Monday, 19 November 2018

May Or May Not

All is revealed about May's and the present governments muddle for Europe going on at present.  Ah, well, David Cameron was a hard act to follow, let alone to understand.

If you can manage this one from the LSE you have the advantage over me. And I suspect 99% of the population.

Here it is:  That Cameron was trying to be all things to all people, which given the issues was impossible. It says at the end:


To conclude, the EU, indeed, proved to be, as Thomas Diez put it, a ‘discursive battleground’ for Cameron.

For him, framing the UK–EU relationship was a policy dilemma of the highest order, yet he failed to integrate these largely antithetical sub-discourses into a coherent and politically sustainable discourse on the EU.

In principle, the conflicting patterning of Britain’s relations with the EU closely reproduces the complexity of Cameron’s European agenda.

At the same time, it also reflects his attempts to address several audiences simultaneously in a bid to establish the broadest possible coalition of voters and supporters.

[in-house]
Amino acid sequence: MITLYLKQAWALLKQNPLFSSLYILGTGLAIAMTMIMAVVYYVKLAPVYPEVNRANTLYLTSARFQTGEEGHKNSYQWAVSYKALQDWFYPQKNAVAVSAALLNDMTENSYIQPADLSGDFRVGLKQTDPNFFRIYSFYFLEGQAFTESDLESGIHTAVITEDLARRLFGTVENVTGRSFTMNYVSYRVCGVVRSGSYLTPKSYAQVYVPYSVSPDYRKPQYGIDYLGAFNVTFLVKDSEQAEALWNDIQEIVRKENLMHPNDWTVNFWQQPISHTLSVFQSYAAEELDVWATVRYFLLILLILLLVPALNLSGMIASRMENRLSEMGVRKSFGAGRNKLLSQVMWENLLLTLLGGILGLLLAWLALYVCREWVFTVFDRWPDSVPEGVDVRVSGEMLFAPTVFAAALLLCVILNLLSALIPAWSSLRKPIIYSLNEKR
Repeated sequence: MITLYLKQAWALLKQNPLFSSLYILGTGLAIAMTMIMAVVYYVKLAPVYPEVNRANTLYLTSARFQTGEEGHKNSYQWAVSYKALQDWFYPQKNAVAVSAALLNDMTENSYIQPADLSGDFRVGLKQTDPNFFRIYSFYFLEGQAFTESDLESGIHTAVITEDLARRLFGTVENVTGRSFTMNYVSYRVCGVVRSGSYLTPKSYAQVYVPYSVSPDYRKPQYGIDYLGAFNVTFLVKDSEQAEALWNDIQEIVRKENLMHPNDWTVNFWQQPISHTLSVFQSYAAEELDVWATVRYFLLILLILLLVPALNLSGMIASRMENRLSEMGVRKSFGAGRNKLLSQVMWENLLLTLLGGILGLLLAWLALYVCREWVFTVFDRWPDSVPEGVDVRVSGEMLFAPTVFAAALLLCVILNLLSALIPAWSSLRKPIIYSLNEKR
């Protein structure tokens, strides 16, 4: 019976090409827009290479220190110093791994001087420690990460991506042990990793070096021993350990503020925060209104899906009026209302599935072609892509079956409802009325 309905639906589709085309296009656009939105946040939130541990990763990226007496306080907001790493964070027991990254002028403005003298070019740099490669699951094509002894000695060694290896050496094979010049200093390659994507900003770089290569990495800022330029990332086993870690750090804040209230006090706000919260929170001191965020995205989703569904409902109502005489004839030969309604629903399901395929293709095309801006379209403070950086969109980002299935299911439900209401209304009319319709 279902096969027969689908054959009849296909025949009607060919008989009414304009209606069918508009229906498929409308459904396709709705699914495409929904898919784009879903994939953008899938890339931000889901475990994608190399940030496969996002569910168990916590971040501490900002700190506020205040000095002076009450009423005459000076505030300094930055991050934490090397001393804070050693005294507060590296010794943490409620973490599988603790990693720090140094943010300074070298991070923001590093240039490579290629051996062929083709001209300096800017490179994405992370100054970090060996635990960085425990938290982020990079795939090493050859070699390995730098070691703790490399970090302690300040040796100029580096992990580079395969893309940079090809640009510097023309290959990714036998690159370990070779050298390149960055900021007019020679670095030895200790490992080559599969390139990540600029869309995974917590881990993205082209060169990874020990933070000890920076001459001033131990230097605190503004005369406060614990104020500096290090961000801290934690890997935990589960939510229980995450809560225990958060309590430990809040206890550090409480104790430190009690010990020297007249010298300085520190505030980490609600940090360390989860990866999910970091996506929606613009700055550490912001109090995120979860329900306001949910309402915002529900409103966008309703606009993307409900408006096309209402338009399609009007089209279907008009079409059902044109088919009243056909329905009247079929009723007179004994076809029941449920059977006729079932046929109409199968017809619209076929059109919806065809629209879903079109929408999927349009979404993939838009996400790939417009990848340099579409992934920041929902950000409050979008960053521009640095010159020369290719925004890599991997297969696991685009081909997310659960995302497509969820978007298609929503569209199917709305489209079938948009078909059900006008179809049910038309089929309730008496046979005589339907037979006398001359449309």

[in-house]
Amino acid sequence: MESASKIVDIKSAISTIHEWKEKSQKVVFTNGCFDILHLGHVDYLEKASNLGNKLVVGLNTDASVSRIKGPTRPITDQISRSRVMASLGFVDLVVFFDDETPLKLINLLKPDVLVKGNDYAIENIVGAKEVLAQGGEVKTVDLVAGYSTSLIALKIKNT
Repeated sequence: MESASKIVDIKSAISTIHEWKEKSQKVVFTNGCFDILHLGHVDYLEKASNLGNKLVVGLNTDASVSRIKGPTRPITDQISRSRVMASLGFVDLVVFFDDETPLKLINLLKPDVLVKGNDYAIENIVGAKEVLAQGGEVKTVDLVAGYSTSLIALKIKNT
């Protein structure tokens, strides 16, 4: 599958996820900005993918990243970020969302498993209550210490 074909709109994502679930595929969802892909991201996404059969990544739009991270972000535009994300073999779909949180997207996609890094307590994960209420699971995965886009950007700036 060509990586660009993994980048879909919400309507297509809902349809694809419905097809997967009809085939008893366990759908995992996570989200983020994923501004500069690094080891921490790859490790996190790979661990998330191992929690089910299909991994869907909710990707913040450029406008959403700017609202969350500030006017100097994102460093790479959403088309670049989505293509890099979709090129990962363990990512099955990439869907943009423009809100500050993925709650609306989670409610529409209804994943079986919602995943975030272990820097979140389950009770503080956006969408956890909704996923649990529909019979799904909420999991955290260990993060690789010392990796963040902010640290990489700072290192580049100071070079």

Most prominently, manoeuvring through and around three largely incompatible discourses mirrors his efforts to reconcile fundamental EU-related tensions within the Conservative Party.

Indeed, the ambivalence of Cameron’s discourse stems, in a large part, from his attempts to neutralise an issue that has been one of the most divisive in British contemporary politics.

In this sense, it aptly illustrates the long-term struggle of British party leaders and governing elites to manage Europe as well as the country’s troubled accommodation to the EU.


So now you know, maybe.


  1. Yup, he couldn't work out how best to shaft his own people as Heath did. May's showing him how and then some. Lies a big part of the deal.

  2. In other words, from his own political perspective Cameron bungled it.